Alexander Simafranca C’18 interned at BioCellection in San Jose, CA

2016 Startup Internship Award Winner Supported by the Rosalind (WG’76) and Roy (WG’76) Neff Entrepreneurial Internship Fund

I used to see startups as most do, a quick ticket to success, fame, and most of all fortune. But that isn’t all there is to startups, or so I found this summer. The startup market attracts young people, innovators, disruptors and dissidents trying their luck at starting a company in a highlending, high-competition environment to the point that everyone can’t help but want in. For some, this is the opportunity of a lifetime, the chance to bring a lifelong passion and idea to fruition and see it take root, with a little backing of course. But for still many others, the promise of riches has lead them afar only to become a vanishing mirage of false promises and hype.

My disillusionment with the current startup market was brought about by my first-hand experiences as a research scientist for a small startup this past summer. As a scientist, working at a startup is supposed to be a dream-come-true; work your own hours, have practically free-reign over your projects and make a more meaningful impact in the company than you would at a larger, more structured company. And, in truth, much of this turned out to be accurate. I was up by 10am, in by 11 and out by 7 on most days. As for my work, I had nearly full say in what I wanted to do next, only under the limitation of economic resources. Yet, possibly the most important aspect of working at a startup as a researcher is believing that your work will have an impact. As it currently stands, I am uncertain this last point will come to fruition.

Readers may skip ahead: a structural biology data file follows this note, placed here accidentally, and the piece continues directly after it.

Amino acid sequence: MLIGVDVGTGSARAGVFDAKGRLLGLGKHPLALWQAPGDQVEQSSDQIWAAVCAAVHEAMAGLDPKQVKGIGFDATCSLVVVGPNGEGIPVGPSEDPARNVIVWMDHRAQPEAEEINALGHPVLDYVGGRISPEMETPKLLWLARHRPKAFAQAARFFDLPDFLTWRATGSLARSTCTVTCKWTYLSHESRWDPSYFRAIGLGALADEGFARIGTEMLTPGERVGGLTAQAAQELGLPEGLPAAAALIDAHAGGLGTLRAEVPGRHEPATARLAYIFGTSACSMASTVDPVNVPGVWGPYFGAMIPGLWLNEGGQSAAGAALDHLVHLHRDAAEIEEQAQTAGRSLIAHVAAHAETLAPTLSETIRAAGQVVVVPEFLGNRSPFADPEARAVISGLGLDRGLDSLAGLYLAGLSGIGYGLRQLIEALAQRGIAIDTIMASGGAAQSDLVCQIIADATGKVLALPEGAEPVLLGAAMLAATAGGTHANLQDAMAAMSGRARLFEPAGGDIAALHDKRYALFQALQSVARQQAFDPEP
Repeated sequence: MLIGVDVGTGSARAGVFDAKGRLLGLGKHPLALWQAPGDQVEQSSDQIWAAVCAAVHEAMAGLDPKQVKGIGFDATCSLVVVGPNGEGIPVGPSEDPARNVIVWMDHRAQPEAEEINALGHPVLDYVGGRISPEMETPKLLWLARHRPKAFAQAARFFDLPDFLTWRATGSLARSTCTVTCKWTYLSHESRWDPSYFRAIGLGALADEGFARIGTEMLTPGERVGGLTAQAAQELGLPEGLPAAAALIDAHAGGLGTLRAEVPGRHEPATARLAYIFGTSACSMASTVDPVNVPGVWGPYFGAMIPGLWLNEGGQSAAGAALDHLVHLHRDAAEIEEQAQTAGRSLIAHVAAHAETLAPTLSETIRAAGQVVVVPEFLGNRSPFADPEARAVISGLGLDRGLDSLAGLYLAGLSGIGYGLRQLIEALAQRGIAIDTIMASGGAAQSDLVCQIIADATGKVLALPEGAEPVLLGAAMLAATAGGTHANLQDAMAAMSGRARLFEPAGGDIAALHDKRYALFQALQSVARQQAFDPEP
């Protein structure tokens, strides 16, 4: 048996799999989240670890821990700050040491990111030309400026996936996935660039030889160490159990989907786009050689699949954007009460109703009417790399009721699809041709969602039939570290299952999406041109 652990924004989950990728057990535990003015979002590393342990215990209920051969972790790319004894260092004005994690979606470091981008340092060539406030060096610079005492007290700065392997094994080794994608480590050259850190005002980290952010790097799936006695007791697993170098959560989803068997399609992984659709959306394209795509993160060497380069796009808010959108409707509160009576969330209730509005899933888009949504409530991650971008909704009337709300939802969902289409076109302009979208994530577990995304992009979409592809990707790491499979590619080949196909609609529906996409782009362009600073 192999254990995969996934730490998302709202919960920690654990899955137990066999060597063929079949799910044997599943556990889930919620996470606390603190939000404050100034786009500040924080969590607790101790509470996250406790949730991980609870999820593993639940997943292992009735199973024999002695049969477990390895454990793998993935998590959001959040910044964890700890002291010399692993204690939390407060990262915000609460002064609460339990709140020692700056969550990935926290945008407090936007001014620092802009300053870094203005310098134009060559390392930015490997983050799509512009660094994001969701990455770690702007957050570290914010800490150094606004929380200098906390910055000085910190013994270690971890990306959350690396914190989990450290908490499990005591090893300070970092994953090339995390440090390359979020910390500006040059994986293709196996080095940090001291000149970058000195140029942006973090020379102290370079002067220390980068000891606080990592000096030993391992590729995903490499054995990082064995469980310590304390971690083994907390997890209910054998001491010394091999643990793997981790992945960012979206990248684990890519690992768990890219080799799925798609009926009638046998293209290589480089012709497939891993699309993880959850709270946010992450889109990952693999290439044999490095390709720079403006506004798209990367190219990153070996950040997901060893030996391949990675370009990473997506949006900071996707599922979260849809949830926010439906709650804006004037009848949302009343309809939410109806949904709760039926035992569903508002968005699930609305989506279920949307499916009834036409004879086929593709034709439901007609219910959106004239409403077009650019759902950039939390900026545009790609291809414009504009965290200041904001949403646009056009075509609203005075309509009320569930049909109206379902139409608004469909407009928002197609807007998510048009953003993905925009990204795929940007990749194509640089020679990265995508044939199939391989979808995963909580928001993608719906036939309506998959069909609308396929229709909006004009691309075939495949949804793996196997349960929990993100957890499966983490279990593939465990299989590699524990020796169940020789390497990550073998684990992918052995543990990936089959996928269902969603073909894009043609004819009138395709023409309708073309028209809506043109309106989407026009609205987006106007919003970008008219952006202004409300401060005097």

The startup market is full to the brim of fledgling companies waiting for their chance in the sun. While some do get this golden opportunity, the large majority end up waiting until their last day. That’s not to say the startup market is “bad” or “pointless.” Such an overarching statement would be easy to fell. For a professional with expertise in their field to grow a product or service on the current investment atmosphere, it’s difficult to dislike this concept because, honestly, that’s where most all of us want to be. But the startup market also appeals to college students like me who can imagine ourselves starting a company one day but currently lack the skills necessary to take on such a venture. Yet, the tone of the startup market isn’t wait for the right time, it’s start now or you might miss your chance at success.

Before this summer, I bought into this message because of all the other college students at Penn and abroad who have taken the headlines with their startups. But I’ve since found that it’s hard to be involved in a startup if you aren’t already epic at what you do. The research I was doing this summer relied in part on organometallic chemistry, a branch of chemistry not traditionally taught until graduate school. And while I did eventually get a feeling for it, it’s expectedly difficult and stressing to learn and apply new concepts in such a quick turnaround time. I came to realize that there was a world of techniques and strategies I could have used in my project that I haven’t yet acquired. And where I did not know things, no one else did. In that sense, startup life was daunting and lonely. Assumingly, if I were highly experienced and practiced in my field I would’ve been fine with this life. I would have worked on my project and been comfortable that I am making adequate progress. But the reality of my limited expertise made startup life a less comfortable and more humbling experience.